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Advocacy and the Struggle for Authenticity: A Reflection on Miscommunication

Apr 19, 2024

In the realm of social media advocacy, even the most well-intentioned messages can sometimes spark unexpected confrontations. This was a reality I found myself confronting recently, as a single post led to a profound encounter that left me grappling with my own vulnerabilities and the complexities of communication in the digital age.

It all began with a simple plea—a call for advocates to support one another, to stand united in the face of adversity. Little did I anticipate the ripple effect it would have, particularly in the form of a direct message from a passionate First Nations advocate.

This message, while singular, carried the weight of a thousand voices. It expressed frustration, disappointment, and a sense of urgency that I hadn't fully comprehended. In the heat of the moment, I found myself ill-prepared to engage in the depth of dialogue that was being demanded of me. She was on and I had just woke up and not in the enlightened sense.

As the exchange unfolded, I realised that we were speaking different languages, addressing different issues, yet somehow finding ourselves at odds. What I saw as a plea for unity was perceived as silence on crucial issues by the advocate. Our perspectives clashed, and I struggled to find the right words to bridge the gap. I fucked up on grammar, spelling and punctuation only infuriating her more.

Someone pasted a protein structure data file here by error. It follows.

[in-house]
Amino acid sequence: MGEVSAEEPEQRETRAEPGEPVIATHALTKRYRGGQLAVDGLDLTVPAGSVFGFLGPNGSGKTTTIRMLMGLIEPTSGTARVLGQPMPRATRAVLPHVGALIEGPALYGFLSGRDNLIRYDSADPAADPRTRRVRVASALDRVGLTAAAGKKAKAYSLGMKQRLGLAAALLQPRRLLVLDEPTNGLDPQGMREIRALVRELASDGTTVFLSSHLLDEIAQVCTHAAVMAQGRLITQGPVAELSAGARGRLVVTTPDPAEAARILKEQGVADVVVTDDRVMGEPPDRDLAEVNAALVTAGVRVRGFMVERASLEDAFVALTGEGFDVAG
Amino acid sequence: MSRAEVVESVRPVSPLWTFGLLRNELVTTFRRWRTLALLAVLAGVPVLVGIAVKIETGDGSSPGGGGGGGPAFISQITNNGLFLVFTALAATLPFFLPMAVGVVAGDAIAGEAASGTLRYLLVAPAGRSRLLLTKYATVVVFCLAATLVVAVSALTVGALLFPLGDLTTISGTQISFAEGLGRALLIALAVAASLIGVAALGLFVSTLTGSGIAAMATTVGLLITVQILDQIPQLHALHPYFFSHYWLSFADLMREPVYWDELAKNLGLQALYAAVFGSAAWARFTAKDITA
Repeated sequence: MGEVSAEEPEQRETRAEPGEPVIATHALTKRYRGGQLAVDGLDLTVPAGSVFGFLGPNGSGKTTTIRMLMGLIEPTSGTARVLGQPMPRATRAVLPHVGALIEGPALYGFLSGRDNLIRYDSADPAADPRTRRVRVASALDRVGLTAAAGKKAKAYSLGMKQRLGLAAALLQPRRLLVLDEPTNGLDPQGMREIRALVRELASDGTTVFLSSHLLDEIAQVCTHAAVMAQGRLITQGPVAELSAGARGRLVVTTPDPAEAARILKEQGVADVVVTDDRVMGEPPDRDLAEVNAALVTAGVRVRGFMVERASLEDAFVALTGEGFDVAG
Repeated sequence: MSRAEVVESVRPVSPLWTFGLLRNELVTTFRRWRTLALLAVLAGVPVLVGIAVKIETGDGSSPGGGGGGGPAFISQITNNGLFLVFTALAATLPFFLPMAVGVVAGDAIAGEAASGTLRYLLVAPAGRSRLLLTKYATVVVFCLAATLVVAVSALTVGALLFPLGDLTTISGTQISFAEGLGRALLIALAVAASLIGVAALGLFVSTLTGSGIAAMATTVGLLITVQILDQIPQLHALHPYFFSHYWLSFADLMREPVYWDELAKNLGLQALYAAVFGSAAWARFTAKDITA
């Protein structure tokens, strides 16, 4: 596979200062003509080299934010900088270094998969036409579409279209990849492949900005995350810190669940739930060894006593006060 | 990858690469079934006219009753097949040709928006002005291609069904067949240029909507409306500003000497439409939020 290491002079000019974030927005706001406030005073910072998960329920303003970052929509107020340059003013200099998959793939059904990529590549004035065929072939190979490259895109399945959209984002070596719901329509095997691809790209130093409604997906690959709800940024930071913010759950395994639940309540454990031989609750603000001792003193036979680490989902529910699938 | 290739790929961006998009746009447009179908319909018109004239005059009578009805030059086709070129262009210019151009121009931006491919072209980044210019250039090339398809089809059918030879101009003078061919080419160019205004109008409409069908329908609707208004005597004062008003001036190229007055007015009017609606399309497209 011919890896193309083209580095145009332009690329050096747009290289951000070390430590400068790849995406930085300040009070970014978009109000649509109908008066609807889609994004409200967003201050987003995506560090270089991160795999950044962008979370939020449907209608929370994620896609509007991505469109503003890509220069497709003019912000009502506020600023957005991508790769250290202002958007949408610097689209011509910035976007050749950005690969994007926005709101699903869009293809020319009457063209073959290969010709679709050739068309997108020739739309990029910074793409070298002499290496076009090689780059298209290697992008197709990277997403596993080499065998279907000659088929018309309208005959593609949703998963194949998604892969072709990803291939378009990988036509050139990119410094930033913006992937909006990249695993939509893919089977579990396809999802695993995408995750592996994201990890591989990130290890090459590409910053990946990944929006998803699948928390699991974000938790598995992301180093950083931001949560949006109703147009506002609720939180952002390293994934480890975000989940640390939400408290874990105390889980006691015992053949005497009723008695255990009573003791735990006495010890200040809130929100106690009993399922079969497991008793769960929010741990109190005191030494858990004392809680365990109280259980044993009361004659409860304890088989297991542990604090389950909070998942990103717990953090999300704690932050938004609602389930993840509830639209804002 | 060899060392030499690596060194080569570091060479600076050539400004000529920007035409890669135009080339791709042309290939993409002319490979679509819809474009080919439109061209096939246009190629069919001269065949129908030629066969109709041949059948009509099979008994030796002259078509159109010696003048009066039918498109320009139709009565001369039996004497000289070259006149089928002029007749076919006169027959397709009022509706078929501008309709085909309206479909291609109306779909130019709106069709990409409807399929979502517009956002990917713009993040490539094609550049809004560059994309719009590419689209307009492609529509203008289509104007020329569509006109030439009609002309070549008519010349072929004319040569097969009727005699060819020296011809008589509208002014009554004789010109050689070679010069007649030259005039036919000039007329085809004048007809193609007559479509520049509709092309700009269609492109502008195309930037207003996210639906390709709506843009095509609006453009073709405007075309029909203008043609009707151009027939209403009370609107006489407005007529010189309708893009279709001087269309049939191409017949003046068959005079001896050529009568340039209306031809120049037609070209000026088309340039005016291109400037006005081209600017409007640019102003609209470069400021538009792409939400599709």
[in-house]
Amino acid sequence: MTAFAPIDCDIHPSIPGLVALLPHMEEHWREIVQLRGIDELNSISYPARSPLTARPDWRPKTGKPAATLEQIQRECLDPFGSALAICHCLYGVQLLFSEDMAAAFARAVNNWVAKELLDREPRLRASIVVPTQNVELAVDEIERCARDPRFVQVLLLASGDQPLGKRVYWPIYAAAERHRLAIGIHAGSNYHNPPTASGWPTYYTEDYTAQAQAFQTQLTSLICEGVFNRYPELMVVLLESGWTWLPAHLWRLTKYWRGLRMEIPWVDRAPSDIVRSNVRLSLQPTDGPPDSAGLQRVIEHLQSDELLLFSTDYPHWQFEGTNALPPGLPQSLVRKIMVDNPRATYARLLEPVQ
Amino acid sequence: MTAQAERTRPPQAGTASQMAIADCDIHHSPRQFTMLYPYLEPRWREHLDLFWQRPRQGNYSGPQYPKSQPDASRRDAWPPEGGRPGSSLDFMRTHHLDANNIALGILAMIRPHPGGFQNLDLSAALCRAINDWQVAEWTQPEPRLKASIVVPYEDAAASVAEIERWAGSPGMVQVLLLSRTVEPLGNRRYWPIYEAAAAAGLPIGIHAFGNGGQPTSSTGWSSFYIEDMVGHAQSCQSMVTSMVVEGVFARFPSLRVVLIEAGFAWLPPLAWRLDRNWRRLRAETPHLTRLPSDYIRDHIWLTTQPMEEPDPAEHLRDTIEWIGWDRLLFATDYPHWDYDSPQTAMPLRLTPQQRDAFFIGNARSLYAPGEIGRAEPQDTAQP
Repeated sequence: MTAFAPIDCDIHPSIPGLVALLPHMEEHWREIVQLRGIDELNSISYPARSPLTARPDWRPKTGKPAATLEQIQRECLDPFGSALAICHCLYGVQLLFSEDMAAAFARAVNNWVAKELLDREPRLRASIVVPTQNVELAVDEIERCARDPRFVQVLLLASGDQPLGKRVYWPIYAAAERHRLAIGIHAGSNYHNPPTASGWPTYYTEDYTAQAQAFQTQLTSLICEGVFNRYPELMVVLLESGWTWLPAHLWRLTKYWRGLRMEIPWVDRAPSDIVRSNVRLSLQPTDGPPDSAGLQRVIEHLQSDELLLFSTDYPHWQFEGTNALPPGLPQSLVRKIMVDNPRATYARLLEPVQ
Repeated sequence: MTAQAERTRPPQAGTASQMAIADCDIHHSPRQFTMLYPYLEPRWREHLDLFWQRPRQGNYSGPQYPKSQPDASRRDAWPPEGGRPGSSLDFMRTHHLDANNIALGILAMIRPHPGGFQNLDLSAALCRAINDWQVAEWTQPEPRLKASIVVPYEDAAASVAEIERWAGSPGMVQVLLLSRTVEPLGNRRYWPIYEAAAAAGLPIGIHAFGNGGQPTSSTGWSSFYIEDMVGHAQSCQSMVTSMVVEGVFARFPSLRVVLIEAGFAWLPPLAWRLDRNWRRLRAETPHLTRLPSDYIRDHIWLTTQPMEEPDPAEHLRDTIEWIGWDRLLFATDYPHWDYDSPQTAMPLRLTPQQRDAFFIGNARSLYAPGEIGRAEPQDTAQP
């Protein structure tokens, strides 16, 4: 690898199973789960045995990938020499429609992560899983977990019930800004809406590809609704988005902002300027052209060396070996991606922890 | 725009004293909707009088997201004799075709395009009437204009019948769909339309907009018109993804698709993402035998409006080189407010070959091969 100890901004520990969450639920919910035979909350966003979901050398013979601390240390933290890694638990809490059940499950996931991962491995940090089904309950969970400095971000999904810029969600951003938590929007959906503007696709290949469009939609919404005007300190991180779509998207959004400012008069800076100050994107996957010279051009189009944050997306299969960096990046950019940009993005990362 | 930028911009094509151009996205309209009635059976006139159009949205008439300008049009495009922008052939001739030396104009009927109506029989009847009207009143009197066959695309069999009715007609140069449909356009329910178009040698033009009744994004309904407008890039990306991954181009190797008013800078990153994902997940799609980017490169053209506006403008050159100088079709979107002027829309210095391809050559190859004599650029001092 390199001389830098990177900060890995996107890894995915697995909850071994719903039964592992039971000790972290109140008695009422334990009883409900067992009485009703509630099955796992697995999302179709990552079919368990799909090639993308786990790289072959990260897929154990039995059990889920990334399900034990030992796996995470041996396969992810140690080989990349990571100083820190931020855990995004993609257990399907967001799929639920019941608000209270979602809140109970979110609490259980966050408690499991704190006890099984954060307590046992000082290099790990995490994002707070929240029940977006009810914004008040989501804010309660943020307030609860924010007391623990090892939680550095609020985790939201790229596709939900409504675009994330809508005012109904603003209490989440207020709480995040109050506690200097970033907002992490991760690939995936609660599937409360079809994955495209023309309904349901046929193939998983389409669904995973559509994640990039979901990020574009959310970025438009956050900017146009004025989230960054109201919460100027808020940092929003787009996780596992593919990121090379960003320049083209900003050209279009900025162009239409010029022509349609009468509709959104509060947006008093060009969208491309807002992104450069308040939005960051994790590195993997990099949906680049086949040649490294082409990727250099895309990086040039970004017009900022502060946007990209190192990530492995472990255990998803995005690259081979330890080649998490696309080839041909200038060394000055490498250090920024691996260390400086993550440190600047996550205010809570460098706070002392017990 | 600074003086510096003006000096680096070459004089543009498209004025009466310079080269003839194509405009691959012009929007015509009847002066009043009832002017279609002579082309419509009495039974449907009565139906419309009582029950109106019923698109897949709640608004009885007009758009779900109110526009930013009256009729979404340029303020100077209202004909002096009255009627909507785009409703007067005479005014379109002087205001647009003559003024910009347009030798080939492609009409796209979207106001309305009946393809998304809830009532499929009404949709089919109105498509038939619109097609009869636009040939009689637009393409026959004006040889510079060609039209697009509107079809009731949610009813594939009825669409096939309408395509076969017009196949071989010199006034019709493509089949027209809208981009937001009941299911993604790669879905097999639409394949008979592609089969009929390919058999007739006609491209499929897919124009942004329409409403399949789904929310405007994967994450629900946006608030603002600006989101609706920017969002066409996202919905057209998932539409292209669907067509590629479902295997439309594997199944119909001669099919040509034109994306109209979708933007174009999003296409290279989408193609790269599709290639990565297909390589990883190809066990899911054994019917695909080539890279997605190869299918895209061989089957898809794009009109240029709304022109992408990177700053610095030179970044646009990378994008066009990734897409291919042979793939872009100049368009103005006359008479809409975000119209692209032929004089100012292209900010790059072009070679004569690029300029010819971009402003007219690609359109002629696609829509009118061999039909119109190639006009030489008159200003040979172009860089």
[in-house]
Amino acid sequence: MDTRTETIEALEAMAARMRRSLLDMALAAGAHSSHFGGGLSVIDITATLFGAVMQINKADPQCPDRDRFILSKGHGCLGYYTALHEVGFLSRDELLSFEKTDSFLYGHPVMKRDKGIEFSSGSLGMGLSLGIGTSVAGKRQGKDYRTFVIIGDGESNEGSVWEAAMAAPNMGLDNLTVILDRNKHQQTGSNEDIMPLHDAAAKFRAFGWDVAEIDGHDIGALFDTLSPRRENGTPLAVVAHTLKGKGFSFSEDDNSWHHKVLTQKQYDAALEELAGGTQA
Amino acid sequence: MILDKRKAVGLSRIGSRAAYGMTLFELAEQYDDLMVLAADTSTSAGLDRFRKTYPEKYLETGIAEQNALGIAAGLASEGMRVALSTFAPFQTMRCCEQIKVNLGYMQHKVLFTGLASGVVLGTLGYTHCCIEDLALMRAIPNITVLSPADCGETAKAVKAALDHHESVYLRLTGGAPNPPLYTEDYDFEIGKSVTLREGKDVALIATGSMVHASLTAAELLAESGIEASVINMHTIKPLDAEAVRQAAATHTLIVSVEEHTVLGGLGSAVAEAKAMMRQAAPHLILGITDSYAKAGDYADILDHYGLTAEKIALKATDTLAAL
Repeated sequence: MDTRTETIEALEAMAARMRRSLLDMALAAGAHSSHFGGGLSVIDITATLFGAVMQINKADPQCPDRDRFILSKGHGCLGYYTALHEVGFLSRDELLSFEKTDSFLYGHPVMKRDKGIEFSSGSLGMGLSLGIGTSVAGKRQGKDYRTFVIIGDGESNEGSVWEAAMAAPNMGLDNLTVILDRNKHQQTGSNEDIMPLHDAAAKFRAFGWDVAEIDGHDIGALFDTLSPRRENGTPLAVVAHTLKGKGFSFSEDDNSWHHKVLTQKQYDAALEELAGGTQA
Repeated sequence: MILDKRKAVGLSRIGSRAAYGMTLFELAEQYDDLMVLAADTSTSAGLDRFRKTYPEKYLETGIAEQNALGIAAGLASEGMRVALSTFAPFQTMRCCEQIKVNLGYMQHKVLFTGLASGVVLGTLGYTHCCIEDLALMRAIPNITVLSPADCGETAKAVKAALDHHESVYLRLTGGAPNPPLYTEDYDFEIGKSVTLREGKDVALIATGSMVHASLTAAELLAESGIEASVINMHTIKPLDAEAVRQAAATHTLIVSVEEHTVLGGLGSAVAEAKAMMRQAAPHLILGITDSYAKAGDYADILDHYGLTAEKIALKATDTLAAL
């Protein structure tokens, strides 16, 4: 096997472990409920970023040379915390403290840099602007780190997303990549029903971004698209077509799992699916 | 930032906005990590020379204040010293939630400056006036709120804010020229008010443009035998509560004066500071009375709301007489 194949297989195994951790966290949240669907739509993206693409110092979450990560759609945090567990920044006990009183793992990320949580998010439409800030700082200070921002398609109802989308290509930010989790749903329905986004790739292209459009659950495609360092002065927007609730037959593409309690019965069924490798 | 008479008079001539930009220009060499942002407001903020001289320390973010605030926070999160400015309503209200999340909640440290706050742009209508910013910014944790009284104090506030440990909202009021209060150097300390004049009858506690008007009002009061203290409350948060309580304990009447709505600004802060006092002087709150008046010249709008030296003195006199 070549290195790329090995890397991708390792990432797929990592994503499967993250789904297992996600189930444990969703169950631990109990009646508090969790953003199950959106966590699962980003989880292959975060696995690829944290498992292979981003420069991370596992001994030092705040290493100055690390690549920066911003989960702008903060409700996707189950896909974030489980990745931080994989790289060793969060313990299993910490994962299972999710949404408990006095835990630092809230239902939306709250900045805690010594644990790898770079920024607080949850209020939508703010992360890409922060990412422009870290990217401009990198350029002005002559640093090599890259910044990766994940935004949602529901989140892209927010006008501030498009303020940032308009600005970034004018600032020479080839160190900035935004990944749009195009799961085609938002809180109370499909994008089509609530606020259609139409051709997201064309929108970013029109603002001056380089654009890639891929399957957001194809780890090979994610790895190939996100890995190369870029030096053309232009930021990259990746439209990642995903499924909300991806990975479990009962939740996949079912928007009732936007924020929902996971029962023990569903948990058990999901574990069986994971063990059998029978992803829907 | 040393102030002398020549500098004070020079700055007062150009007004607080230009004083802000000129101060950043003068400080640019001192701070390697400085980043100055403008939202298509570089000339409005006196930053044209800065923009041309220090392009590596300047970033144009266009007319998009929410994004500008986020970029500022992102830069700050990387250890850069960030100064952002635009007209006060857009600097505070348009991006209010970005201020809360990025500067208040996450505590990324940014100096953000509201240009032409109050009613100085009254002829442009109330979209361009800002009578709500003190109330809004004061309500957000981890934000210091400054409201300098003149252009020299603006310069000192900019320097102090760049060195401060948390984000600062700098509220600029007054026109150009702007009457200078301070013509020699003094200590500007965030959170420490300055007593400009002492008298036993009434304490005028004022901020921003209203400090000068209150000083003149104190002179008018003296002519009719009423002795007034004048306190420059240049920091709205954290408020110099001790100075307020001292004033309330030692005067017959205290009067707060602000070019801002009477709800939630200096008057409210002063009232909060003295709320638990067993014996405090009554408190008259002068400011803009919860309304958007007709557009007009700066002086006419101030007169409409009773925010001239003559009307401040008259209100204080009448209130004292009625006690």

In the aftermath, as I reflected on the encounter, I realised that while I may not have been met with a barrage of responses, the impact of that single message was profound. It forced me to confront my own limitations, to recognise the importance of humility and empathy in advocacy.

I may not have stood my ground in the traditional sense, that she was silencing me but she too felt silenced by my post but I stood firm in my commitment to understanding and learning from different perspectives. 

Moving forward, I carry with me the lessons learned from this encounter. I approach advocacy with a renewed sense of humility, recognising that my voice is just one among many. I remain committed to fostering dialogue, building bridges, and seeking understanding, even when faced with unexpected confrontations over assumptions that were not intended.

I hold back now, careful, more considerate in how I approach advocates and my own advocacy but steadfast in my ownership of staying in my own lane and for that I refuse to apologise. 

For anyone thinking about stepping into an advocacy space - do it. Your voice is needed and don't let anyone tear you down. Just listen and learn. 




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